Emergency Fire Exit Signs and Other Signs that Improve Evacuation Time
There are several ways to prepare for an emergency evacuation, such as evacuation planning, vigilantly maintaining backup lighting, and implementing luminescent safety signage. In order to help evacuees make the right decisions during a fire or another emergency, building owners should implement five types of exit related signage. By implementing the signs below, building owners can help prevent behavior that hinders evacuations instead of helps them.
No exit signs
The National Fire Protection Agency’s (NFPA) Life Safety Code recommends placing luminescent “No Exit” signage on non-exit-leading doors that could be mistaken for exit-leading doors. When panicked, building occupants may forget where certain doors lead, and building visitors won’t know this to begin with. When used in tandem with emergency fire exit signs, No Exit signs help to minimize the incidence of evacuees using the wrong doors.
Floor identification signs
The International Building Code (IBC) and International Fire Code (IFC) require luminescent floor identification signs to be mounted at every floor landing within vertical exit enclosures. IBC and IFC compliant floor identification signage contains the following information: identification of the stair or ramp, floor level, the enclosure’s floor range, availability of roof access, and the story of and direction toward the building discharge. Floor identification signs keep evacuees aware of their location in vertical exit enclosures, helping to prevent panic behavior that can lead to egress jams.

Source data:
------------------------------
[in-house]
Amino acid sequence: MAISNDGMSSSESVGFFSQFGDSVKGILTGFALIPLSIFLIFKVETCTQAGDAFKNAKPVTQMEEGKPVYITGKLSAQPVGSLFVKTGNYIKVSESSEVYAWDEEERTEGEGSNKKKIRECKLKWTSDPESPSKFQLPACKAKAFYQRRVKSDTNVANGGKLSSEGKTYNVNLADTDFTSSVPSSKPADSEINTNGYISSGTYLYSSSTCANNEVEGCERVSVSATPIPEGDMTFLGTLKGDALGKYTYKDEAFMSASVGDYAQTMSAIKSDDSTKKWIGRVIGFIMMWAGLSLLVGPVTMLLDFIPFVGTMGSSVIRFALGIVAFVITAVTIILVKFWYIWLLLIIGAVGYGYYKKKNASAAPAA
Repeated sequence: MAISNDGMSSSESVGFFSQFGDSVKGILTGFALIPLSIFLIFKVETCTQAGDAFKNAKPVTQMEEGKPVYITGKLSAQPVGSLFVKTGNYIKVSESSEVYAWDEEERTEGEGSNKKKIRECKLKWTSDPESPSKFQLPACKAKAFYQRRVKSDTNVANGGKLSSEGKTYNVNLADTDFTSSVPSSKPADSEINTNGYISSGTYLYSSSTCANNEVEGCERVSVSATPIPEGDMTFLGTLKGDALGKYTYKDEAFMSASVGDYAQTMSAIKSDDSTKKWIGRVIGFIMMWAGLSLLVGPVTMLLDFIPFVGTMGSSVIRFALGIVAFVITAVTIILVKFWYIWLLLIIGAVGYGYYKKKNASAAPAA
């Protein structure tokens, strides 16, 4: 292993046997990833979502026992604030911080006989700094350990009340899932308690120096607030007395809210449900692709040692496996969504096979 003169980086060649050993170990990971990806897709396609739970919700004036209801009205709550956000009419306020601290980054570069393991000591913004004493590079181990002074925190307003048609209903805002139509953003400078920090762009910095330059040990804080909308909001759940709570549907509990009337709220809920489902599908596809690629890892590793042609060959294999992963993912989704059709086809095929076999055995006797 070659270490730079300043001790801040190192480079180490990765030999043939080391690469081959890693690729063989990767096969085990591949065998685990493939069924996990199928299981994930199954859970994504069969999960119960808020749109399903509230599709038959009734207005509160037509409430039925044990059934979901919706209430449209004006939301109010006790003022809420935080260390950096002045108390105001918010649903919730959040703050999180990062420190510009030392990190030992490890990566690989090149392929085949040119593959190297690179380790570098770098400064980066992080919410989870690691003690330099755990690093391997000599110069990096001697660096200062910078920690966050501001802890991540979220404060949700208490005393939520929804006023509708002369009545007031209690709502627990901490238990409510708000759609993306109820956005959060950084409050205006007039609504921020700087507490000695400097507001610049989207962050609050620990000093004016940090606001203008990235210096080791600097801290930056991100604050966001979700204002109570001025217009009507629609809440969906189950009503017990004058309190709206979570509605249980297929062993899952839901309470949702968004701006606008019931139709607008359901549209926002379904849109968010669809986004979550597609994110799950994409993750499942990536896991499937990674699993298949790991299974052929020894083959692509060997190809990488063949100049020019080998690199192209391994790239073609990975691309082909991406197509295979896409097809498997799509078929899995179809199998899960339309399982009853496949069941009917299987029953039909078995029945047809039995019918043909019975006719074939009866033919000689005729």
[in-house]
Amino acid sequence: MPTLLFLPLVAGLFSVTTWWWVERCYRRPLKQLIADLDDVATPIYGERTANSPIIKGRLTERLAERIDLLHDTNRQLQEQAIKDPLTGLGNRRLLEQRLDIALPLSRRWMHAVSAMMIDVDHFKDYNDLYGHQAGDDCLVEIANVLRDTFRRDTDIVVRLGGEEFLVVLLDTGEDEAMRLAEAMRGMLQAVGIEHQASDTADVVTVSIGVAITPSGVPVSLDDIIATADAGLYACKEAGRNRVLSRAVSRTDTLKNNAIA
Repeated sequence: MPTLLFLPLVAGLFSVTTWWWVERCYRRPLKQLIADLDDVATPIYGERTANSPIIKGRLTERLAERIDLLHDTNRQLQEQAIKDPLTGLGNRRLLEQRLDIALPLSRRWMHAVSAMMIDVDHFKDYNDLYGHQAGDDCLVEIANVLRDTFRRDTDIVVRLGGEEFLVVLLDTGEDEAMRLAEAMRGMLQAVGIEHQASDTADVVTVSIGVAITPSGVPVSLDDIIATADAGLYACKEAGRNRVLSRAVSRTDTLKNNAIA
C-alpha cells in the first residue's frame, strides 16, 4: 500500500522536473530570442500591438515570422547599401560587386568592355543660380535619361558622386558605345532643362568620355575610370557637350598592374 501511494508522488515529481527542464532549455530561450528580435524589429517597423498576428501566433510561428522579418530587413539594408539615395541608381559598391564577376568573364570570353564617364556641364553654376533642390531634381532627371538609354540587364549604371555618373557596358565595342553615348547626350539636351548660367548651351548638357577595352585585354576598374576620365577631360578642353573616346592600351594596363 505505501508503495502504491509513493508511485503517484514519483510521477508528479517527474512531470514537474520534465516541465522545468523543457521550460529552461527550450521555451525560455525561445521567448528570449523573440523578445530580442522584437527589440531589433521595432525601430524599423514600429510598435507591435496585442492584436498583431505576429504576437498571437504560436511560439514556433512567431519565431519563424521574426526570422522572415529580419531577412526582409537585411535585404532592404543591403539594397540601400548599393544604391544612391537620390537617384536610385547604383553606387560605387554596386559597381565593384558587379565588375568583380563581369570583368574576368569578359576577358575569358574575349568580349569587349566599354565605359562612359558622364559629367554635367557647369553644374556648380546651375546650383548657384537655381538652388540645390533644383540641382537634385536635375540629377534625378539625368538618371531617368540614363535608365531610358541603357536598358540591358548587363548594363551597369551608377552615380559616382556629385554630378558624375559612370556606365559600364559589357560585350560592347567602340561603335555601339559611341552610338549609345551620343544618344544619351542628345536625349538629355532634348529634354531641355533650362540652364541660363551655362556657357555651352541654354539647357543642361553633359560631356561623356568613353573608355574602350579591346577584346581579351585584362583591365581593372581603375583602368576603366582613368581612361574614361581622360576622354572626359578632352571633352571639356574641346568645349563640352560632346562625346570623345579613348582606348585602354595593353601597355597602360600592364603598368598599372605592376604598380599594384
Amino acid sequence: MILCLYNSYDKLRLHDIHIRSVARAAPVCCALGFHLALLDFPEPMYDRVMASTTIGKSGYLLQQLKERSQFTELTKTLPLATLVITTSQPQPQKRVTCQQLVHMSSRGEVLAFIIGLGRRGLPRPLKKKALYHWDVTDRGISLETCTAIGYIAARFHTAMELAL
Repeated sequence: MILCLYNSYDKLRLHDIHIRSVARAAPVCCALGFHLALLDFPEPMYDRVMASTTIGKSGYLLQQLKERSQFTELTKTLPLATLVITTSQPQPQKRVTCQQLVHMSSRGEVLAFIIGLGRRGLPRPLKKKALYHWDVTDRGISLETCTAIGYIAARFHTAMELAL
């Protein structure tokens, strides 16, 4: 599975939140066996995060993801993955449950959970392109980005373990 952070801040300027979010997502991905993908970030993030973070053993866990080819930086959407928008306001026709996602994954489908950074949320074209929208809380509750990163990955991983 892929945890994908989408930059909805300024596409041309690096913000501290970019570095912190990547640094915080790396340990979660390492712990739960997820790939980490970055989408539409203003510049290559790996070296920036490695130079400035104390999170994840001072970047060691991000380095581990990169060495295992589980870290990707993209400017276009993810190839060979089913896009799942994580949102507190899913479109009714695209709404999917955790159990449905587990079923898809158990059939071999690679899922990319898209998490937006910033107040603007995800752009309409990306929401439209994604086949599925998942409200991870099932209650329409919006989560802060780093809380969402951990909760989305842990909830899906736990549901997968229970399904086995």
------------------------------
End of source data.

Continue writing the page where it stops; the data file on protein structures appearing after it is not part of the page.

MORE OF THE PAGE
Emergency exit symbols
The NFPA’s Life Safety Code, IBC and IFC require emergency exit symbols to be mounted on exit-leading leading doors with their bottom no higher than 18 inches above the finished floor. Also referred to as emergency fire exit signs and running man signs, luminescent emergency exit symbols accomplish three things: they remain visible from a crawling position, indicate the presence of exit-leading doors, and tell building occupants which direction to travel as they pass through the doors (left, right, up, or down).
Assisted rescue signs
Assisted rescue area signs indicate areas where building occupants who cannot use stairs are assisted with evacuation. Assisted rescue areas function as an emergency fire exit, and often contain a mechanical lift that transports evacuees to ground level. By helping to keep motor-challenged evacuees from using vertical exit enclosures, assisted rescue signs help to prevent egress jams.
Building exit signs
The Occupational Safety and Health Administration (OSHA) requires buildings to identify their egress exits with building exit signs. While many buildings use Tritium or electrical exit signage, electricity-free, maintenance-free, non-toxic photoluminescent exit signage offers greater dependability and durability, and costs nothing to operate.
At Jessup Manufacturing, we spent years developing our patented, luminescent Glo Brite technology that offers superior burn time (up to 96 hours in total darkness) and visibility, even when smoke is present. We provide the signs listed above (and many more) in versions that comply with NFPA, IBC and IFC, and OSHA guidelines. If your building is missing one or more of the signs above, don’t take chances with fire safety. Get the signage your building needs from Jessup Manufacturing today.